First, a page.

They’re starting an “impact study” from April as to where current probation staff live and how this corresponds to where the prisons are. No idea what they are going to do if some prisons have no one living within an hours commute like North Sea camp where they have had vacancies since the split. Spoke to a prison officer today who says they are so desperate for prison officers at some prisons down south they offer extra cash and hotels for people to work there for months on end. What a mess. OMIC ain’t gonna work without enough prison staff let alone probation officers.

It’s not just prison and probation either. The whole model also relies on PPCS and the parole board achieving really tight targets .... both of whom are also grossly understaffed. It will also need IT project to be fully implemented if it’s going to work, video conf etc will be key. We made the point that the infrastructure (IT/staff etc) was nowhere near ready... but it’s still being driven forward quickly.

Very true. They haven’t even got enough suitable interview rooms in prison or desk space. There’s a definite irony that we’re already rattling round offices in the community that are already too big for the number of staff. Think I need to try some blue sky thinking or whatever management call it.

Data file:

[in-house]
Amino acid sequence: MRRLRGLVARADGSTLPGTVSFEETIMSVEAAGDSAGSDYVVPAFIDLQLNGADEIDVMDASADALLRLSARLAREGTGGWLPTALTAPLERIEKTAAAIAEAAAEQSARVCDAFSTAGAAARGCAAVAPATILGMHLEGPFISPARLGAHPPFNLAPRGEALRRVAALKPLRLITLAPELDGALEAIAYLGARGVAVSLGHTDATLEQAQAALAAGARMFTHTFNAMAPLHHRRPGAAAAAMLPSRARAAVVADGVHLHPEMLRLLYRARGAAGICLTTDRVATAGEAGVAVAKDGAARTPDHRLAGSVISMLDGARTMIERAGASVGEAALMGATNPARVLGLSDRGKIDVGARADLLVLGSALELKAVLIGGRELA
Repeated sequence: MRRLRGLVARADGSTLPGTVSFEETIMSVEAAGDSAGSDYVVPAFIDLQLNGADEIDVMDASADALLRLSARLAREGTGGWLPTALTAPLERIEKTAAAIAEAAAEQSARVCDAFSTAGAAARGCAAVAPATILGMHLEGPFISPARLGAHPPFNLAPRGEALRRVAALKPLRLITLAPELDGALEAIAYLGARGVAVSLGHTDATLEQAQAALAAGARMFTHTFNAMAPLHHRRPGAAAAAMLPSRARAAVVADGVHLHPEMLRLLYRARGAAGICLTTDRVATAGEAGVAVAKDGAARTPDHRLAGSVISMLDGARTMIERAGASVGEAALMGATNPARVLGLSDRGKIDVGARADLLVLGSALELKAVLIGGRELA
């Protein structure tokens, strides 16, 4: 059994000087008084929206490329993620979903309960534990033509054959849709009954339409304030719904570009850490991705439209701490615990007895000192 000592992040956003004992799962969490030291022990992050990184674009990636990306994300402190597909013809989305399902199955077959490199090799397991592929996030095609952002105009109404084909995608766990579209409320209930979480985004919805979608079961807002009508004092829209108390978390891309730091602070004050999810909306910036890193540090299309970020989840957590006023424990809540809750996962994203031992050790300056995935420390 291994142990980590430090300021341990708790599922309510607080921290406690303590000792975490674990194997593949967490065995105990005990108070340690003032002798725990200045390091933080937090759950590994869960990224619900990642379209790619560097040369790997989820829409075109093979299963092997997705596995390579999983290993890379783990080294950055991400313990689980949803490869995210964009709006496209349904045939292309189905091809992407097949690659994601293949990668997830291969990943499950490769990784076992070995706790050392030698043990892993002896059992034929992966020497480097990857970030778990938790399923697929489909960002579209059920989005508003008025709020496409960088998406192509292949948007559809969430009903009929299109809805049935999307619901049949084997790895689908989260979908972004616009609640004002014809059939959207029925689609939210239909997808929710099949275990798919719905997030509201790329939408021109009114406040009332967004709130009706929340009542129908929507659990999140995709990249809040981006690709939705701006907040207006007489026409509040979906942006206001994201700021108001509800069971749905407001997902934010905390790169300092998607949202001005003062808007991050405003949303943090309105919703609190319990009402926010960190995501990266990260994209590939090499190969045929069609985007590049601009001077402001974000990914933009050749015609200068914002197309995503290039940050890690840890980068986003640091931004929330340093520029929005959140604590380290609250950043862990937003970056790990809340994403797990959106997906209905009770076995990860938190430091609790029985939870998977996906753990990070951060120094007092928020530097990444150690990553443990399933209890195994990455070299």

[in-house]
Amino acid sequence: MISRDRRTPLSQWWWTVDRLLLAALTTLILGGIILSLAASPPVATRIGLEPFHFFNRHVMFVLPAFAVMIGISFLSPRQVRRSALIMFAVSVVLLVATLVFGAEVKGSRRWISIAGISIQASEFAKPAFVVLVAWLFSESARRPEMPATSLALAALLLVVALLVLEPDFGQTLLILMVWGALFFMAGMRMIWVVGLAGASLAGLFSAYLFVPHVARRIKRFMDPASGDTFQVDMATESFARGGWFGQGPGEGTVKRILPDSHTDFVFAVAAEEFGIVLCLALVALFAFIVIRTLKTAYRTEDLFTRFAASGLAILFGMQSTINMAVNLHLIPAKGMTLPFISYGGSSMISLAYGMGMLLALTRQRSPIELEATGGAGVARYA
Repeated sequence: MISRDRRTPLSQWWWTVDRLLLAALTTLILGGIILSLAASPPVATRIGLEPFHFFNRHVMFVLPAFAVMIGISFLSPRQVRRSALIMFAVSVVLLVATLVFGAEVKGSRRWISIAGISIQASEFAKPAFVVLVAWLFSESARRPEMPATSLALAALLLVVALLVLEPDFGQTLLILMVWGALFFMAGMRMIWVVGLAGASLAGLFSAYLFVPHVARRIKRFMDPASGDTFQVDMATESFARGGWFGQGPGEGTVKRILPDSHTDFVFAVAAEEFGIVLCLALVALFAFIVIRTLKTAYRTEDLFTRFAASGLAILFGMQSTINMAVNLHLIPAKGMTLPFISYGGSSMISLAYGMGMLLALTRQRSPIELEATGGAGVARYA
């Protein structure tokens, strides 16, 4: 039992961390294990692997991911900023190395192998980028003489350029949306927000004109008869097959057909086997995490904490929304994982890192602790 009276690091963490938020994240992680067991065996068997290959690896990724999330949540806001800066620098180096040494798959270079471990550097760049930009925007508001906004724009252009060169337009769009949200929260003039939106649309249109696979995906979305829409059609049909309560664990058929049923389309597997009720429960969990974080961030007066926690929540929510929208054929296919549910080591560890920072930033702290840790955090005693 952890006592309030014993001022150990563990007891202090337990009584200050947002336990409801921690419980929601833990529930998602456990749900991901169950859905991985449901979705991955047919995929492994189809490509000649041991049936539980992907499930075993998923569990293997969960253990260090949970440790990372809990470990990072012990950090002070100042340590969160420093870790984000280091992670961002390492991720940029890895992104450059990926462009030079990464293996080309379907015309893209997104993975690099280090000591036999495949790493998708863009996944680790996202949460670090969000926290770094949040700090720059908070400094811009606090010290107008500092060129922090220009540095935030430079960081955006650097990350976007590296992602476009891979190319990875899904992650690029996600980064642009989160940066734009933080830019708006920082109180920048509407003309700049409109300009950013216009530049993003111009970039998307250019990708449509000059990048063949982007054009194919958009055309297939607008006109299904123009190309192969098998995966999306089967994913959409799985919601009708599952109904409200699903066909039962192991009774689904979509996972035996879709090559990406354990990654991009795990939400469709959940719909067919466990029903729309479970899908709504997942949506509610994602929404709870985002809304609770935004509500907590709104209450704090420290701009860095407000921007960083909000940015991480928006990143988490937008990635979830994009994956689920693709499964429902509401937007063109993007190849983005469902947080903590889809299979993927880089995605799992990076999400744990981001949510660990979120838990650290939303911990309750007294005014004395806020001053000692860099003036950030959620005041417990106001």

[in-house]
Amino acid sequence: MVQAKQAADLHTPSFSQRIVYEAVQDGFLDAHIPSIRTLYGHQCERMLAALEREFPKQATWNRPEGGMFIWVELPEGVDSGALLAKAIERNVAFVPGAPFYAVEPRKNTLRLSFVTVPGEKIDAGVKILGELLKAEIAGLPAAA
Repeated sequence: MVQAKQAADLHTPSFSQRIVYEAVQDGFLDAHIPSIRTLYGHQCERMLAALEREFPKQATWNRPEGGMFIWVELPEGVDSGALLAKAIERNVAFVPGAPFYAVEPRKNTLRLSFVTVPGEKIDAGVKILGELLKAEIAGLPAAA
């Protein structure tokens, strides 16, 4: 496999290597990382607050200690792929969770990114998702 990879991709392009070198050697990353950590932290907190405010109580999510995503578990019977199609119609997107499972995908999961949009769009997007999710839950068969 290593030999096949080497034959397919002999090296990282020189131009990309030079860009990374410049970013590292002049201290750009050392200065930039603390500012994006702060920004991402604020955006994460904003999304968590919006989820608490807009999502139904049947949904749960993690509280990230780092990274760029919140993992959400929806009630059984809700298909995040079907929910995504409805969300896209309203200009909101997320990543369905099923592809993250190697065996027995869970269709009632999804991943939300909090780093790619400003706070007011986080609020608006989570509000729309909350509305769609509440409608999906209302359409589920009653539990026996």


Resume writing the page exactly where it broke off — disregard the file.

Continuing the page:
1. This from the Independent reporting on what the PAC committee had to say on prisoners with mental health issues.
    "don't know where they're starting from, don't know how they're doing, and don't know if what they are doing is enough."
    Its pretty damning.

    ' Getafix

  2. Just when did everything become so bloody complicated?
    The more it's tried to be fixed, the more complicated and chaotic it becomes.
    OS, OM, NPS, PSO, OMIC, PAROM 1, how can inside work with outside, who does this and who does that, when it should be done, who should do it?
    It all makes the EU (withdrawal) Bill seem so very simple.

    1. I think there are chickens coming home to roost. It isn't complicated. You need properly funded Prisons and properly funded Mental Health Services. We have had neither for a long time now and any attempt to maintain the illusion is failing.

  3. At the other end of the system read headline - 'Big drop in diversion from the justice system.' Diversion to what? Where are the army of volunteers to support diversion, where are the private sector with their innovation and creativity now that the public sector is so starved. Tumbleweed moment. Invest in people, invest in society, incubate a future we can all benefit from.

  4. Government probation reforms couldn't be any worse then active sabotage!!
    It's also reported in the Times.

  5. This is the article in the local paper